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I am the Momma of 8 children. Seven here on earth and 1 precious little Angel in Heaven. My children range in age from 2 months to 25 years. My 6 year old was born with a laundry list of complex medical conditions. He has Trisomy 21 (Down Syndrome), a rare brain malformation, which resulted from a mutation of the PAX-6 gene, bilateral anophthalmia, which means that he was born without any eyes, so he is totally blind. At the age of 2 1/2 months old he had to have a tracheostomy to help aid in his breathing. He is hearing impaired, with normal hearing in his left ear and has profound deafness in his right. At 3 1/2 years he had surgery to have a Mic-Key button placed in his stomach (feeding Tube), which is mainly used to give him his medications. He also has insulin dependant diabetes and wears an insulin pump, which gives him a continuous dose of insulin. Even with his many dis"abilities," including being globally developmentally delayed, he has accomplished more than anyone would have ever believed that he could. Join us in our journey living with a Dis"Abled" child....

Tuesday, October 27, 2009

Home Made Toys

Over the years since Timmy's birth, we have sometimes found it difficult to find toys that Timmy is able to play with independantly and ones which will capture his interest and offer tactile and/or audiotory stimulation. The majority of the toys sold are geared towards babies/young children who can see and/or hear. So we find ourselves, more times than not, having to buy toys that we have to be creative and adapt to make them fun and stimulating for Timmy.

I'm hoping that my NEW category of post "Tuesday's Adapted Toys" and "Adaptive Life" will be helpful to other parents of Deaf/Blind babies and young children. And those familiy members and friends, who sometimes find it difficult to find FUN and STIMULATING toys.

Here are two examples of Homemade toys.

This is a toy that we made for Timmy. It is a ribboned ring holder.

 Items Needed:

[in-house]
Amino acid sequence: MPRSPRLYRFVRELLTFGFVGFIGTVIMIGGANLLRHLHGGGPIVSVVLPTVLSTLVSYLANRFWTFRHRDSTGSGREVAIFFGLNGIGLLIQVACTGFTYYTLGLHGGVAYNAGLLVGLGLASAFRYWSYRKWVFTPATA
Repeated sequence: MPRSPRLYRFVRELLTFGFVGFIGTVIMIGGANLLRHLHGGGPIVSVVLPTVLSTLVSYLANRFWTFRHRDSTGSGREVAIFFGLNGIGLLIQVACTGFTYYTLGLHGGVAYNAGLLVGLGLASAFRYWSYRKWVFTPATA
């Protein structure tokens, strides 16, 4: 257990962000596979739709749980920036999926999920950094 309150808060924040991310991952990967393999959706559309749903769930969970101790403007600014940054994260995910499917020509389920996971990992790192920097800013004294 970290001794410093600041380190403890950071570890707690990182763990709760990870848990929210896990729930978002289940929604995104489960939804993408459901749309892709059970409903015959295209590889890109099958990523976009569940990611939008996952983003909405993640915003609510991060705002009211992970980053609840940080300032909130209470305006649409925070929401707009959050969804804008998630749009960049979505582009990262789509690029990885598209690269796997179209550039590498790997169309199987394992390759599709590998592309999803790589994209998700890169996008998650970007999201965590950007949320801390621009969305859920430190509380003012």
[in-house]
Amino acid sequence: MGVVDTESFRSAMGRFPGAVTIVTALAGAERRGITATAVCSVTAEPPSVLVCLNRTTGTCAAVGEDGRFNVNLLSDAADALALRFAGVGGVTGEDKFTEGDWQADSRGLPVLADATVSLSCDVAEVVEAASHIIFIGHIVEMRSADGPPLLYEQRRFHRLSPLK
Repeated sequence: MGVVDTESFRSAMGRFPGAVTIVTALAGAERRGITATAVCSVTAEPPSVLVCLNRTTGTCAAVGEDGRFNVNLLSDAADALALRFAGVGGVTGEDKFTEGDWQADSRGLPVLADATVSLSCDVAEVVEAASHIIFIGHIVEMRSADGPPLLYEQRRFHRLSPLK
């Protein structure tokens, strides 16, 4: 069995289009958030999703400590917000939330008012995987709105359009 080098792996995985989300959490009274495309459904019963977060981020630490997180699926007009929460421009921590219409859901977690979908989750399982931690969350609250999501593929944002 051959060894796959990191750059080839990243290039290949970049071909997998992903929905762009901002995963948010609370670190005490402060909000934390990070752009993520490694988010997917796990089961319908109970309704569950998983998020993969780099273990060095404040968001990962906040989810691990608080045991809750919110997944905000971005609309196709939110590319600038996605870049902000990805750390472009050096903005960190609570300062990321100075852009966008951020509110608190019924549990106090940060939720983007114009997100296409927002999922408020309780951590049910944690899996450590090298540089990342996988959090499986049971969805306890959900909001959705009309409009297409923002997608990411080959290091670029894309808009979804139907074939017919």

1. Different colors and textures of ribbon, cut to at least 12in in length. You can make the ribbon length shorter if desired. The ribbon can be purchased at a craft store or a department store, which sells craft items.
2. A small clear plastic hand towel holder. We removed the hanging hardware. You can use any small diameter ring.

How to Assemble;
1. Fold each piece of ribbon in half.
2. Place the folded piece of ribbon through the center of the hand towel holder.
3. Bring the loose ends of the ribbon up and through the loop end of the ribbon and pull tight. Or you could just tie the ribbon to the hand towel holder.
4. Attach each piece of ribbon seperately.
5. Bring all of the attached ribbon together to one side of the hand towel holder or spread the ribbon all around the hand towel holder.

This Provides A Child With....
1. Visual stimulation with the bright colors of the ribbon.
2. Tactile stimulation from the different textures from the ribbon.
3. Helps the child to be able to learn to grasp an object. The "ring" is small enough for little hands to hold easily.

Even though Timmy can't see the different colors of the ribbon, he is stimulated by the different textures of the ribbon. He likes to rub the ribbons across his cheeks and feel them with his hands. The "ring" is light-weight and easy to grasp and hold. The "ring' is large enough for him to be able to manipulate with both hands at the same time.

This is a texture book, which was made for Timmy by an 7 year old little girl, who was trying to earn one of her Scout Badges. This textured book was given to Timmy by this little girl for Christmas, in 2004.

Items Needed:
1. Different textures of material, cut into 6x6 square pieces.
2. A heavy duty craft sewing needle.
3. Heavy duty thread, yarn, twine or something else to sew the pieces of material together in book form.

How To Assemble:
1. Arrange the pieces of material in the order of texture desired.
2. Lay the pieces of material one atop the other.
4. Sew the material pieces together along one side of the material. Making sure that the seam hold securely.

This Provides A Child With....
1. Visual stimulation from the different colored pieces of material.
2. Tactile stimulation from the different textures of material.
3. Light-weight and easy to grasp and hold. Can be manipulated with both hands at the same time.

Even though Timmy can't see the colors of the materials, he gets tactile stimulation from the different textures of material. He likes to explore each texture by rubbing the book over his face and feeling the material with his hands.

Being that "adapted" toys that are sold online or in catalogs are soooo expensive! Sometimes, it is best to just be creative and make your own simple toys.

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